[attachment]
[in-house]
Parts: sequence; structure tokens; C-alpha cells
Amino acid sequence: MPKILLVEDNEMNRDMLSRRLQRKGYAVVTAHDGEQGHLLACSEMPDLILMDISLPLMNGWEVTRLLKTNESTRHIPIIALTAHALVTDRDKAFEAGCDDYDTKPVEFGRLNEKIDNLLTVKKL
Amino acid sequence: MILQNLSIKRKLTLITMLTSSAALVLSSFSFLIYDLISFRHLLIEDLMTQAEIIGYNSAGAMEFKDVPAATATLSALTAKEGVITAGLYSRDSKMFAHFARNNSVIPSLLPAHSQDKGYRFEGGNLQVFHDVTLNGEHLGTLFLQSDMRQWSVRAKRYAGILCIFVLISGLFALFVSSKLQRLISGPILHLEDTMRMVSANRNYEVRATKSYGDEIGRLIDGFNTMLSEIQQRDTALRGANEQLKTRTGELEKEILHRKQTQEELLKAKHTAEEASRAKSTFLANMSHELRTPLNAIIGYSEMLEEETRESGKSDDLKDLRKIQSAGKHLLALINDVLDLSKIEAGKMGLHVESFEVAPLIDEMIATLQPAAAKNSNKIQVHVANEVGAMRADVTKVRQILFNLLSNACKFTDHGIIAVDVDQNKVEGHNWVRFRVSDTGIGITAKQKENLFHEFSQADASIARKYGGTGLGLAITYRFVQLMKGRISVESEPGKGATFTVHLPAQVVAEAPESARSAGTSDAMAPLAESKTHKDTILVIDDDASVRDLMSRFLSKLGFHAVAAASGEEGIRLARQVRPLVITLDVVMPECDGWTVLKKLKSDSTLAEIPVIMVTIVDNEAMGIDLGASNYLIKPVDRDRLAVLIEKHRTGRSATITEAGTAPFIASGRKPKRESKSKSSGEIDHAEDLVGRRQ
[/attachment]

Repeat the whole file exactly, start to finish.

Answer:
[in-house]
Parts: sequence; structure tokens; C-alpha cells
Amino acid sequence: MPKILLVEDNEMNRDMLSRRLQRKGYAVVTAHDGEQGHLLACSEMPDLILMDISLPLMNGWEVTRLLKTNESTRHIPIIALTAHALVTDRDKAFEAGCDDYDTKPVEFGRLNEKIDNLLTVKKL
Amino acid sequence: MILQNLSIKRKLTLITMLTSSAALVLSSFSFLIYDLISFRHLLIEDLMTQAEIIGYNSAGAMEFKDVPAATATLSALTAKEGVITAGLYSRDSKMFAHFARNNSVIPSLLPAHSQDKGYRFEGGNLQVFHDVTLNGEHLGTLFLQSDMRQWSVRAKRYAGILCIFVLISGLFALFVSSKLQRLISGPILHLEDTMRMVSANRNYEVRATKSYGDEIGRLIDGFNTMLSEIQQRDTALRGANEQLKTRTGELEKEILHRKQTQEELLKAKHTAEEASRAKSTFLANMSHELRTPLNAIIGYSEMLEEETRESGKSDDLKDLRKIQSAGKHLLALINDVLDLSKIEAGKMGLHVESFEVAPLIDEMIATLQPAAAKNSNKIQVHVANEVGAMRADVTKVRQILFNLLSNACKFTDHGIIAVDVDQNKVEGHNWVRFRVSDTGIGITAKQKENLFHEFSQADASIARKYGGTGLGLAITYRFVQLMKGRISVESEPGKGATFTVHLPAQVVAEAPESARSAGTSDAMAPLAESKTHKDTILVIDDDASVRDLMSRFLSKLGFHAVAAASGEEGIRLARQVRPLVITLDVVMPECDGWTVLKKLKSDSTLAEIPVIMVTIVDNEAMGIDLGASNYLIKPVDRDRLAVLIEKHRTGRSATITEAGTAPFIASGRKPKRESKSKSSGEIDHAEDLVGRRQ